Islamic Finance in the Global Economy

By Ibrahim Warde | Go to book overview

CONCLUSION: ISLAMIC FINANCE
AND THE GLOBAL FINANCIAL MELTDOWN

When it first appeared in the mid-1970s, Islamic finance was generally dismissed as an inconsequential epiphenomenon of the oil boom. Introducing the religious factor in what was perceived as a quintessentially secular area struck many as bizarre, and many critics asserted that the growth of Islamic banks was bound to remain stunted.1 In reality, for most of its existence, Islamic finance experienced growth rates in the double digits. In fact, the rate of growth accelerated from an average of 14 per cent a year in 1994–2002 to 26 per cent a year in 2003–2009.2

The overall record is nevertheless mixed. On the one hand, Islamic finance by becoming a permanent feature of the global financial system has proven its viability. It did not, however, quite live up to its original billing. Rather than being a different financial system, based on partnership finance, which would bring social and economic development to the Islamic world, Islamic banks have generally mirrored conventional finance and concentrated on short-term financial transactions.

Islamic institutions thus raise the inevitable question: is Islamic finance necessary? Stated differently, does it add anything of value to the conventional banking system? Before discussing the issue, two points should be stressed. One is that the gap between promise and performance could be attributed to the youth of the industry. Modern Islamic finance started in earnest only in the mid-1970s. Its evolution has been marked by a constant process of trial and error, and its shortcomings may be unavoidable growing pains. The second point is that it would be unfair to judge Islamic institutions too harshly, considering that the world’s most prominent conventional institutions have not proven to be exemplars of either probity or strategic acumen. Although it could be argued that Islamic finance could still fulfill its original objectives, the argument of this concluding chapter is that the recent financial meltdown has recast the debate about the role and contributions of the Islamic sector.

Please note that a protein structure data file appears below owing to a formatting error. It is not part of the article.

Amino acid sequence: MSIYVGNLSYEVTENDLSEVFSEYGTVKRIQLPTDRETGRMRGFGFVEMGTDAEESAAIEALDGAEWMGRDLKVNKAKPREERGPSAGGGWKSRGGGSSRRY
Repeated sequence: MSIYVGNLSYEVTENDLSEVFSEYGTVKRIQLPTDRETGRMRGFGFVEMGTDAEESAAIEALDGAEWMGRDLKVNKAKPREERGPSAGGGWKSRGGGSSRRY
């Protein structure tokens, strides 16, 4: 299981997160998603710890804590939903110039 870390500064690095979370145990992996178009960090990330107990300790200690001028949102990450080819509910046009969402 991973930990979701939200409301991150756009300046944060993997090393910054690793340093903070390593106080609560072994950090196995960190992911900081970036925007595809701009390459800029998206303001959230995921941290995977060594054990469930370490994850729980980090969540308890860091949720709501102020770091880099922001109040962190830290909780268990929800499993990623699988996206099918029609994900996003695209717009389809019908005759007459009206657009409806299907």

The near-collapse of global finance brought to light the consequences of nearly three decades of unbridled deregulation and the unprecedented “financialization” of the economy and society.3 Financiers were the main actors and beneficiaries of the new “gilded age” that preceded the meltdown. In the words of Sanford I. Weill, who had assembled the Citigroup conglomerate, “People can look at the last 25 years and say this is an incredibly unique period of time.

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